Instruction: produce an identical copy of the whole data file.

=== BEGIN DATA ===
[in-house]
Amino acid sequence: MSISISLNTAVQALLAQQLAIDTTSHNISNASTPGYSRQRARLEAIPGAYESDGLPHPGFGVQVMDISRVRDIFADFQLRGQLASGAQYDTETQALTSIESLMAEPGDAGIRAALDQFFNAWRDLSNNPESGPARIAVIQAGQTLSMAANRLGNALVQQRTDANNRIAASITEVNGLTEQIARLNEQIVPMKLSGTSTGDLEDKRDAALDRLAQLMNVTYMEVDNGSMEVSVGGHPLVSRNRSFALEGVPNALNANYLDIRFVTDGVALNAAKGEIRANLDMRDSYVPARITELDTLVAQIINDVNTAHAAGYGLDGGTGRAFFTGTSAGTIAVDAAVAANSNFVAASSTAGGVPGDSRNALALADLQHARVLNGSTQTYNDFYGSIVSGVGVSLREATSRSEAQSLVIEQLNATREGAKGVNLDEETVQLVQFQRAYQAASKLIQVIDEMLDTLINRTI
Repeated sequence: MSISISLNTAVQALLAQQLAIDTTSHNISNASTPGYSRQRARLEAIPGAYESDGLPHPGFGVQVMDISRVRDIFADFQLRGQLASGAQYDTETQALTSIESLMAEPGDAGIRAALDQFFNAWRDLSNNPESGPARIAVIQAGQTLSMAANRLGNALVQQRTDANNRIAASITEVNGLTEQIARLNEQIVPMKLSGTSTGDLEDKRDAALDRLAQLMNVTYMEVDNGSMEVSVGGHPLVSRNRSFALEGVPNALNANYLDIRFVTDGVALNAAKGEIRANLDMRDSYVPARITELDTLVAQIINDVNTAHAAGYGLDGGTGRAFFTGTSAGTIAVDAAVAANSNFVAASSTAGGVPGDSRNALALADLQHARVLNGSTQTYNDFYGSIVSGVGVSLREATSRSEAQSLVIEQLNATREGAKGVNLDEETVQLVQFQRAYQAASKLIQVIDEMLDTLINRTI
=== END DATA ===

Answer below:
[in-house]
Amino acid sequence: MSISISLNTAVQALLAQQLAIDTTSHNISNASTPGYSRQRARLEAIPGAYESDGLPHPGFGVQVMDISRVRDIFADFQLRGQLASGAQYDTETQALTSIESLMAEPGDAGIRAALDQFFNAWRDLSNNPESGPARIAVIQAGQTLSMAANRLGNALVQQRTDANNRIAASITEVNGLTEQIARLNEQIVPMKLSGTSTGDLEDKRDAALDRLAQLMNVTYMEVDNGSMEVSVGGHPLVSRNRSFALEGVPNALNANYLDIRFVTDGVALNAAKGEIRANLDMRDSYVPARITELDTLVAQIINDVNTAHAAGYGLDGGTGRAFFTGTSAGTIAVDAAVAANSNFVAASSTAGGVPGDSRNALALADLQHARVLNGSTQTYNDFYGSIVSGVGVSLREATSRSEAQSLVIEQLNATREGAKGVNLDEETVQLVQFQRAYQAASKLIQVIDEMLDTLINRTI
Repeated sequence: MSISISLNTAVQALLAQQLAIDTTSHNISNASTPGYSRQRARLEAIPGAYESDGLPHPGFGVQVMDISRVRDIFADFQLRGQLASGAQYDTETQALTSIESLMAEPGDAGIRAALDQFFNAWRDLSNNPESGPARIAVIQAGQTLSMAANRLGNALVQQRTDANNRIAASITEVNGLTEQIARLNEQIVPMKLSGTSTGDLEDKRDAALDRLAQLMNVTYMEVDNGSMEVSVGGHPLVSRNRSFALEGVPNALNANYLDIRFVTDGVALNAAKGEIRANLDMRDSYVPARITELDTLVAQIINDVNTAHAAGYGLDGGTGRAFFTGTSAGTIAVDAAVAANSNFVAASSTAGGVPGDSRNALALADLQHARVLNGSTQTYNDFYGSIVSGVGVSLREATSRSEAQSLVIEQLNATREGAKGVNLDEETVQLVQFQRAYQAASKLIQVIDEMLDTLINRTI